3. Ephemeral messaging 

If you find out your client has been using ephemeral messaging, make sure there isn’t a spoliation concern. Did the business start using ephemeral messaging long before litigation was reasonably anticipated? Were there proper business justifications for using ephemeral messaging? Was there a retention policy in place? Can you collect any data? In the case of ephemeral messaging, the best defense is having proactive protocols in place for collection and preservation. If you think you might have to reach out to a provider, do so right away — because they obviously are not around for long!  

2. CAD files

Since a CAD file is technically a 3D image, it exports in layers — which breaks most ediscovery platforms. To review them on those platforms, you have to 1) pay for a license for CAD, 2) download the native, and 3) open it up on your computer (which defeats the purpose of using a review platform, right?). Since they are so difficult to read, law firms often just send them to experts for analysis — but since you’re relying on outside help, this could also mean you’re going into cases without all of the facts. 

(For what it’s worth: DISCO renders CAD files as a PDF so you can see the relevant notes and search using keywords to find the CAD files you actually need to care about. If you want to review them in greater depth, you can have an expert review just the CAD files in question as opposed to every single CAD file in your database.)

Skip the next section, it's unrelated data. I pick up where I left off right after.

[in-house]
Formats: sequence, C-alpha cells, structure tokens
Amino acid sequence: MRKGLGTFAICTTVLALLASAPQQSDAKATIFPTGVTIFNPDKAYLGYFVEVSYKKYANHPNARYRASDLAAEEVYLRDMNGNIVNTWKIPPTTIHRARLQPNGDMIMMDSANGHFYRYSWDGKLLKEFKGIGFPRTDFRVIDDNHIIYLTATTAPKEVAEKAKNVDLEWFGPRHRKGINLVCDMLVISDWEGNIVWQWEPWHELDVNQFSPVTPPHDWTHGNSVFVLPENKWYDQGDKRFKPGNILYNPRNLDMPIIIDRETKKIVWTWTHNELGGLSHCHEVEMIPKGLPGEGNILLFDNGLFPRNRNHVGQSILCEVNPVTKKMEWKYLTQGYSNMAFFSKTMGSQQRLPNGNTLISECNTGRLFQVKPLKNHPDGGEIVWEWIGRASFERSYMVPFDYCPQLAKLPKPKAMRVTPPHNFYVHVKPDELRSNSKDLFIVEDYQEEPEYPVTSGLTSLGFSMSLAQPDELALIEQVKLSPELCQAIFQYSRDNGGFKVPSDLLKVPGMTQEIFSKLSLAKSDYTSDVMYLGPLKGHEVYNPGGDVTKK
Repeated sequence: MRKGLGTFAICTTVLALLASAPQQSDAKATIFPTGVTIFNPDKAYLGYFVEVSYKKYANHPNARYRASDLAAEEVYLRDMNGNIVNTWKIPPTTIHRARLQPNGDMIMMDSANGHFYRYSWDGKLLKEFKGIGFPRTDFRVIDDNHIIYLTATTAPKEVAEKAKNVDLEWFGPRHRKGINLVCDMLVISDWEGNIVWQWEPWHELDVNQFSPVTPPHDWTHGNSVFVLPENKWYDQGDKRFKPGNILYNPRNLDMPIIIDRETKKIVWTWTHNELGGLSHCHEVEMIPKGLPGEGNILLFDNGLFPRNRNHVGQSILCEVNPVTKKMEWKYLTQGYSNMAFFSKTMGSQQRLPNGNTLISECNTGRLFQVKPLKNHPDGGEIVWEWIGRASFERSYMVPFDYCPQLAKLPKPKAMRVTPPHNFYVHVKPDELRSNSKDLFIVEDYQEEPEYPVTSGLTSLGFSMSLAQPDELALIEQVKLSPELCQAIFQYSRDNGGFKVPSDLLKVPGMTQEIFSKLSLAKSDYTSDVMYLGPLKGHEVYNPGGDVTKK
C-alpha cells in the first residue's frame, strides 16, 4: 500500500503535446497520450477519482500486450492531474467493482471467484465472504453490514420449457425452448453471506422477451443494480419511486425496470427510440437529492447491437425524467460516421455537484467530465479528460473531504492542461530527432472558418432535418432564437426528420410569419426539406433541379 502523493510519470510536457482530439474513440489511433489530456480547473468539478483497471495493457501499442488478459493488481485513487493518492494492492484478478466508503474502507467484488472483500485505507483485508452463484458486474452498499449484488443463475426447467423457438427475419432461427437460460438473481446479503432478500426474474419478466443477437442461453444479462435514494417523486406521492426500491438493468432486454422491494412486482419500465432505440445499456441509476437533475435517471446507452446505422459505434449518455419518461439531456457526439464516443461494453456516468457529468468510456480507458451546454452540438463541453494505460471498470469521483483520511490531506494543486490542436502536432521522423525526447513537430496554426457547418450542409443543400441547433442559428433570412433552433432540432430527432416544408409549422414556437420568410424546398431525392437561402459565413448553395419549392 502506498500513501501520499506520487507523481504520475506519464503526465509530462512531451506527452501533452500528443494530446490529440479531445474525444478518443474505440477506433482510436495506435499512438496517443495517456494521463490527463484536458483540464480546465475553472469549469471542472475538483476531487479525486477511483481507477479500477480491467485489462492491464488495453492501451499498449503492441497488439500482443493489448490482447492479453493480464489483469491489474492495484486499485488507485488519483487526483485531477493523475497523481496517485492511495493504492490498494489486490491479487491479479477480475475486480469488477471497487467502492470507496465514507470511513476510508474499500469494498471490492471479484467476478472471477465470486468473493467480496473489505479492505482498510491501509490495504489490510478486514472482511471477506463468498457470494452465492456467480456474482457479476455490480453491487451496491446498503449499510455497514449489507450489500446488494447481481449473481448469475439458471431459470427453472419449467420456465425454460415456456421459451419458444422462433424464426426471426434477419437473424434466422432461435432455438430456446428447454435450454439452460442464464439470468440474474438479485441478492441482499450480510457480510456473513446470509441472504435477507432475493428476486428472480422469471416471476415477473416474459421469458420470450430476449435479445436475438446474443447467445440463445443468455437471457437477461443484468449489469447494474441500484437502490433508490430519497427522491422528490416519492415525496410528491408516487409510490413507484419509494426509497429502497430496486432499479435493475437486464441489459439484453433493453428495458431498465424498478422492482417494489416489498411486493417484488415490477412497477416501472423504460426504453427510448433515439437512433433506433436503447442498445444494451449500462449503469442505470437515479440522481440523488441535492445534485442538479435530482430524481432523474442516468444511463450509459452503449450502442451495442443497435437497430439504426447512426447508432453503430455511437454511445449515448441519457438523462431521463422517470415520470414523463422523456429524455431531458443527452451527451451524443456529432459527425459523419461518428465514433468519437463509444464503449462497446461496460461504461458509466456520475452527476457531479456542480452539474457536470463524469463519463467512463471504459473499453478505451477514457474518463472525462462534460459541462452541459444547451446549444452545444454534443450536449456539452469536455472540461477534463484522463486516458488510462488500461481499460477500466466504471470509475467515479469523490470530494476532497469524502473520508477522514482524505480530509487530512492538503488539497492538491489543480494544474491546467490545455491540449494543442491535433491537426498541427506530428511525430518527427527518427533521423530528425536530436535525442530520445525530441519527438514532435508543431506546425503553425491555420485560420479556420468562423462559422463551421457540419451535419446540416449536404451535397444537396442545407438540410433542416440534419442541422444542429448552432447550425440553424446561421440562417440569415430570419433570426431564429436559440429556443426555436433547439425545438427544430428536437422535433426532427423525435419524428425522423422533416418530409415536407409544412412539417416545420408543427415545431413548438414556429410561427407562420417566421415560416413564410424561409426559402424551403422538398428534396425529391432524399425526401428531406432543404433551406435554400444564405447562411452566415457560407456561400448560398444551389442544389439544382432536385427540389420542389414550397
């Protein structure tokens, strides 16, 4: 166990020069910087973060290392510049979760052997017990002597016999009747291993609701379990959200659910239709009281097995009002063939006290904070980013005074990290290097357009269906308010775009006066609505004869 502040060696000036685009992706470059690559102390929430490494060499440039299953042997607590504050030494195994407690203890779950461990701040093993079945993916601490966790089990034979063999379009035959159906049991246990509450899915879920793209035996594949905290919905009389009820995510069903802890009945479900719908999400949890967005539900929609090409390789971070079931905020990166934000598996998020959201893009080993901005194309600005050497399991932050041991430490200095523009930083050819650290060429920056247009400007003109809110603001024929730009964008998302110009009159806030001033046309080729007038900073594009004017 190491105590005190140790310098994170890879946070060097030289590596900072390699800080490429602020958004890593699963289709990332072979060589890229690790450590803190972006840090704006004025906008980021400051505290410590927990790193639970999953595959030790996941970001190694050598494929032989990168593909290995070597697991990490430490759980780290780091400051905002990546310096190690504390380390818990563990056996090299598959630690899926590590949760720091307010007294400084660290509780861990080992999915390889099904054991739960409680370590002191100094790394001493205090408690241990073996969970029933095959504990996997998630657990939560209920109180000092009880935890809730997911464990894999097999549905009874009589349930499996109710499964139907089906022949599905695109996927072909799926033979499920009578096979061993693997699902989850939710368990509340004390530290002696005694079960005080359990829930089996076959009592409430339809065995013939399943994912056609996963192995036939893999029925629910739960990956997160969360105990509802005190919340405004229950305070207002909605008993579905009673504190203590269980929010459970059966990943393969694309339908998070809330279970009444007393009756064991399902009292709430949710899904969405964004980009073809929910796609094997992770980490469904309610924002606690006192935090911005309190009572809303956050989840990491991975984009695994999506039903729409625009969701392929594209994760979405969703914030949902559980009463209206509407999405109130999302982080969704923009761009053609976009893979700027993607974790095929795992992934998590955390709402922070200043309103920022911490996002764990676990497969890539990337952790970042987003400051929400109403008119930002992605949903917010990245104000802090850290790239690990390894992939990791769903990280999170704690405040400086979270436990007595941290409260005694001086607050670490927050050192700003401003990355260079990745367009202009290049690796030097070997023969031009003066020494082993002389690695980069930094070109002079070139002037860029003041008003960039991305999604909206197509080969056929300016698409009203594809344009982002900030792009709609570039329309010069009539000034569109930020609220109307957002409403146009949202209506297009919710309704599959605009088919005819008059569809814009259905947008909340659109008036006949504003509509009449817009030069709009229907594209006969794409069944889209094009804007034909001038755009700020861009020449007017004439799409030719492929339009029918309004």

1. Slack/Teams

Just look at the panel on the right and tell me how you are supposed to review that data: 

First the obvious problem with short-form messaging apps: They’re exported in a format called .JSON that is all but unintelligible in raw form. Finding a review platform that can recreate them in a readable format is essential. (Yes, the left-hand panel is what Slack looks like in DISCO. An improvement, no?). 

But Slack and Teams have many more problems beyond simply file format, namely, how do you organize it all? Is a document one day in a channel or is it the entirety of the channel? And when each channel has thousands of messages, how do you break that up? Every matter will be different. 

The upside to these short-form communication channels is that they often contain more casual conversation — and therefore, more potential evidence — than mediums like email. Although getting the full context will likely require some work — figuring out what Zoom calls were happening at the same time, or navigating the in-jokes of custom emoji — all of that hassle will likely be worth it, eventually. 

Though document review will likely never be a dream for legal practitioners, the right review platform (or managed review team) certainly means it will be less of a nightmare. Don’t let your fears get the better of you — get in touch to see how DISCO can help make even scary data types a breeze.

Subscribe to the blog
Erin Russell

Erin Russell is the senior communications manager at DISCO. She has extensive experience covering tech and AI as a journalist and editor, and her bylines include Texas Monthly, Eater, and Austin Business Journal.